The HTA is an Executive Non-Departmental Public Body sponsored by the Department of Health and Social Care (DHSC). As a statutory body the core of what the HTA does is laid down in four pieces of legislation. These are: 

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These laws ensure human tissue is used safely and ethically, with proper consent.

Our aim is to ensure these laws are followed by setting standards that are clear and reasonable, and in which the public and professionals can have confidence. We help people to understand these requirements by providing Codes of Practice and other advice, guidance and support.


The Human Tissue Act 2004 covers England, Wales and Northern Ireland. It established the HTA to regulate activities concerning the removal, storage, use and disposal of human tissue. Consent is the fundamental principle of the legislation. Different consent requirements apply when dealing with tissue from the deceased and the living. The Human Tissue Act 2004 lists the purposes for which consent is required (these are called Scheduled Purposes).

The Human Tissue Act 2004

The Human Tissue Act 2004 regulates the removal, storage and use of human tissue. This is defined as material that has come from a human body and consists of, or includes, human cells. The Human Tissue Act 2004 also created an offence of DNA ‘theft’. It is unlawful to have human tissue with the intention of its DNA being analysed, without the consent of the person from whom the tissue came.

The key points of the Human Tissue Act 2004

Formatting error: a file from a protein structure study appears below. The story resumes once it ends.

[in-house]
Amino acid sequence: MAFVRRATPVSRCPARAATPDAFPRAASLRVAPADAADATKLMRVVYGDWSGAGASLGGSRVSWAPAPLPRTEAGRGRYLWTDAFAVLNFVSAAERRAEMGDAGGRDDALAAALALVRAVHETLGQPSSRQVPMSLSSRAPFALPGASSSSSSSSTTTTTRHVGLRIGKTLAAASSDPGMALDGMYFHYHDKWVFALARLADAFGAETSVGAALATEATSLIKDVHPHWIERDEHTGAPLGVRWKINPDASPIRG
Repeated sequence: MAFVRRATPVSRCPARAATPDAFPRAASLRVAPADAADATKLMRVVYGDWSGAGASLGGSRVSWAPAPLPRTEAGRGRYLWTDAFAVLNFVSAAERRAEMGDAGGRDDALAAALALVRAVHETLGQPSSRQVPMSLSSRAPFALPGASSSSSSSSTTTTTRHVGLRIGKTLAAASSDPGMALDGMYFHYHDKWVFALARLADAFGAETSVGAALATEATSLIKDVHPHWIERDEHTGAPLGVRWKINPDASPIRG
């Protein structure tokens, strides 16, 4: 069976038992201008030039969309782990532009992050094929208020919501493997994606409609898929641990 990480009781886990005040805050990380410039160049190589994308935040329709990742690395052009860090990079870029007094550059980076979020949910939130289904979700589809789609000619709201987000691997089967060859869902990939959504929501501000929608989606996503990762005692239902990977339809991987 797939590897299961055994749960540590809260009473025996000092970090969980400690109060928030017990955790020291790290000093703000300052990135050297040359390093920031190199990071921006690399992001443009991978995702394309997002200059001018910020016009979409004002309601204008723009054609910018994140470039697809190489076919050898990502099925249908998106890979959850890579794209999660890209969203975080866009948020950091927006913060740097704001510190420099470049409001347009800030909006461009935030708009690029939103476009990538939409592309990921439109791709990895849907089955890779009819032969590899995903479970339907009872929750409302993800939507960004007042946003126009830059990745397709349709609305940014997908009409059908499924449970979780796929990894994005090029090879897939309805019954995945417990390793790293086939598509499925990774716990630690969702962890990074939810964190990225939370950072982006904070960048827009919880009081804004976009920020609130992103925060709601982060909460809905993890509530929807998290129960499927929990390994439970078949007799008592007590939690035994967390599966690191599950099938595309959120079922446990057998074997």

Offences under the Human Tissue Act 2004


Removing, storing or using human tissue for Scheduled Purposes without appropriate consent.

Storing or using human tissue donated for a Scheduled Purpose for another purpose.

Trafficking in human tissue for transplantation purposes.

Carrying out licensable activities without holding a licence from the HTA (with lower penalties for related lesser offences such as failing to produce records or obstructing the HTA in carrying out its power or responsibilities).

Having human tissue, including hair, nail, and gametes, with the intention of its DNA being analysed without the consent of the person from whom the tissue came or of those close to them if they have died.

The first four offences only apply in England, Wales and Northern Ireland. The offence of DNA theft applies UK wide. 

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The Human Tissue Act 2004 regulations

Regulations covering transplantation

The Human Tissue Act 2004 (Ethical Approval, Exceptions from Licensing and Supply of Information about Transplants) Regulations 2006 contain further specific examples of licensing exemptions.

The Human Tissue Act 2004 (Persons who Lack Capacity to Consent and Transplants) Regulations 2006 require the HTA to assess all cases of living organ donation (except domino donations) for transplantation and certain cases of bone marrow and PBSC donations for transplantation.

Other regulations

The Human Tissue Act 2004 (Powers of Entry and Search: Supply of Information) Regulations 2006


There is separate legislation in Scotland - the Human Tissue (Scotland) Act 2006. While provisions of the Human Tissue (Scotland) Act 2006 are based on authorisation rather than consent, these are essentially both expressions of the same principle. 

Test your knowledge

You can test your knowledge on the HT Act and our Codes of Practice by taking part in our online quizzes.

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